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Helping your pet adjust as COVID 19 restrictions ease

by Angela Hickey | 3 min read

May 24th, 2021

As the COVID-19 restrictions begin to ease and inter-county travel opens up, many of us will be planning day trips or even staycations. We will be meeting friends for afternoon BBQ’s and going out for evening meals once again. Eventually we will be returning to our workplaces again, even on a hybrid basis, and won’t be at home as often as we have been during Level 5 lockdown. Have you considered how this change might impact your pet?

Dogs are more prone to stress if left alone. Cats, while they do have a more solitary nature, still need regular contact and affection from their owners. If you got a new pet during the lockdown, they will have benefitted a lot from having you around all day, and won’t have known an alternative routine without you yet.

Separation anxiety and/or boredom in your pet is a concern when you now have to be missing for large portions of the day. Symptoms of anxiety in dogs include whining, howling and barking or they may become depressed or destructive. Cats may groom excessively, vocalise, become depressed, and even develop stress related illnesses. This can best be avoided by preparing your pet in advance for your evenings out, return to work, etc.

Get Prepared Now to Avoid Separation Anxiety

Practice Distance: While you’re still at home, stay in a separate part of the house away from your pet after they have exercised and eaten so that they are relaxed. Encourage them to settle in their beds and start taking short trips away from the house, gradually increasing the time spent away.

Create Routine: Routines are very comforting for dogs and cats, so if possible start putting your new work routine in place before returning to work. Get up at a set time, feed them, etc. then leave the house for gradually increasing periods of time. Keep strong daily routines in place with times for play, toileting, walks and affection/cuddles, in line with appropriate times that will fit your work schedule once you are no longer working from home. This will build their confidence that you will return from your outings!

Wear them Out: If possible, give your dog a walk or your cat active play before you leave, to help them to settle and rest while you’re gone.

Coming Home: Be very calm as you leave the house, and when you get home ignore any excited behaviour. Talk soothingly and wait until they have calmed down again to pet them and be affectionate.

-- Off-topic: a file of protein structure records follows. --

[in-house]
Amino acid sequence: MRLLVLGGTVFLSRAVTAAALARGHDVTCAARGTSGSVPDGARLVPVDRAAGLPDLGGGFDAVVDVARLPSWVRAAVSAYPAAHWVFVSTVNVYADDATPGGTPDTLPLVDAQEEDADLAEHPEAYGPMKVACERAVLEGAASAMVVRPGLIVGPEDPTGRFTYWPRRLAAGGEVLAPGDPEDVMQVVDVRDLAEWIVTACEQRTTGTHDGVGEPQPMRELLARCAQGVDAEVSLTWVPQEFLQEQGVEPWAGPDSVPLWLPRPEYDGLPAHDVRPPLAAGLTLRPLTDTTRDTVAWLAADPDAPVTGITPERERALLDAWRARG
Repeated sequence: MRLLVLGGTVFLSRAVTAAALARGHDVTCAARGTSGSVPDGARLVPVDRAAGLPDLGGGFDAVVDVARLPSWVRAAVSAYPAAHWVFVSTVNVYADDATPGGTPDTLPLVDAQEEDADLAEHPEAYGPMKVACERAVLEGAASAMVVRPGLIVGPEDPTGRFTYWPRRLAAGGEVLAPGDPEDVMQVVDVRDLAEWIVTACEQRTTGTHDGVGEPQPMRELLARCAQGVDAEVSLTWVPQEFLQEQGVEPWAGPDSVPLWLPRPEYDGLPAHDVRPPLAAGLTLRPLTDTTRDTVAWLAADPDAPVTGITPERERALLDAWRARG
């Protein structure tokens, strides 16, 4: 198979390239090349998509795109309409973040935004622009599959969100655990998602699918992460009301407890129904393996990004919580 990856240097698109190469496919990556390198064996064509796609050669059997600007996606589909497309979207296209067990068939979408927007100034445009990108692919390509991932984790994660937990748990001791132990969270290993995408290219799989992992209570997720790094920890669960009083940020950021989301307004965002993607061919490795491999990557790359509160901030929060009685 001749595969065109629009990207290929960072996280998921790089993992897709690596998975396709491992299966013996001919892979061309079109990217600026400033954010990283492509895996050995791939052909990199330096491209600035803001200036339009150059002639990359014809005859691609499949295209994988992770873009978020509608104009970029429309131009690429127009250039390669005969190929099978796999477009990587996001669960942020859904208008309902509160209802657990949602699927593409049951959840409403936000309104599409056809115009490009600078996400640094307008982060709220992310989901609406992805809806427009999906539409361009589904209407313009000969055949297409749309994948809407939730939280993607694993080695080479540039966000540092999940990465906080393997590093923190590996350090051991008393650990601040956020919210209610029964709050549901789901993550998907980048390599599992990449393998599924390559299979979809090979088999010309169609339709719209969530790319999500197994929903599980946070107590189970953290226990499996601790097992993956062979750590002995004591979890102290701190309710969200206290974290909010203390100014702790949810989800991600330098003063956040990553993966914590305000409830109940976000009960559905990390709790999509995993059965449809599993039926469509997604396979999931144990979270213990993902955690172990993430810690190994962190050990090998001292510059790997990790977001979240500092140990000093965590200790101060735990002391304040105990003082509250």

Create a soothing and enriched environment

Radio: Keep a radio on nearby as background music and human voices can be soothing for pets.

Chew Toys:  Chewy toys and treats and frozen, stuffed Kong toys will keep dogs content. Chewing has a calming effect and will keep them both occupied and relaxed.

Working for their food: Use puzzle toy feeders and hide food in different locations. This will mentally occupy your dog or cat and tire them out, so that they will then sleep for a long period.

A soft bed: This will help them to get cosy and relaxed and you could add in an old item of your clothing with your scent on it for added comfort.

Pheromones: Dog Appeasing Pheromones (DAP) are sold as plug-in diffusers or slow-release collars to relieve stress. There are similar products for cats and these are available at your vet, your local pet shop or online.

Enriched Environment: Provide toys, scratching posts and climbing areas for indoor cats.  Vary the toys that you provide each day as cats love novelty.

Get Outside Help

If you’ll be away from home for a long period of time and there is nobody to check on your dog during the day, consider hiring a local dog walker or bringing your dog to a Doggy Day Care facility even a few days a week so they can benefit from play with other dogs, socialisation etc. These facilities will have COVID-19 safety procedures in place, such as managing contacts, hand hygiene, social distancing, etc.

Get Professional Help

If your dog is not settling in your absence, you may need some guidance from a dog trainer. If your dog is very anxious, talk to your vet. They may provide a sedative-type medication for a short period to help your pet make the adjustment. If necessary, they will refer you to an animal behaviourist who will work with you and your pet to help improve their response to being left alone.

Boarding Kennels and Catteries

If you are planning a weekend, or longer, away on a staycation check out boarding kennels and catteries well in advance.  Looking at their websites will give a good sense of how responsible they are at managing COVID safety issues. Most will have a system whereby you call them by phone on arrival and there is a ‘handover’ area where you can leave your pet in through one gate and they will collect them at the other side, with no physical contact between staff and pet parent.

Many hotels are now ‘pet friendly’ and will even provide you with contact details of local dog walkers, pet sitters, groomers and vets that you can avail of for your pet during your stay.

Planning well in advance for changes in our lifestyle as COVID restrictions ease is vital for you and your pet and will make the transition less stressful and more enjoyable for all.

About the author

bio image for Angela Hickey
Angela Hickey

Allianz in-house vet and qualified psychotherapist.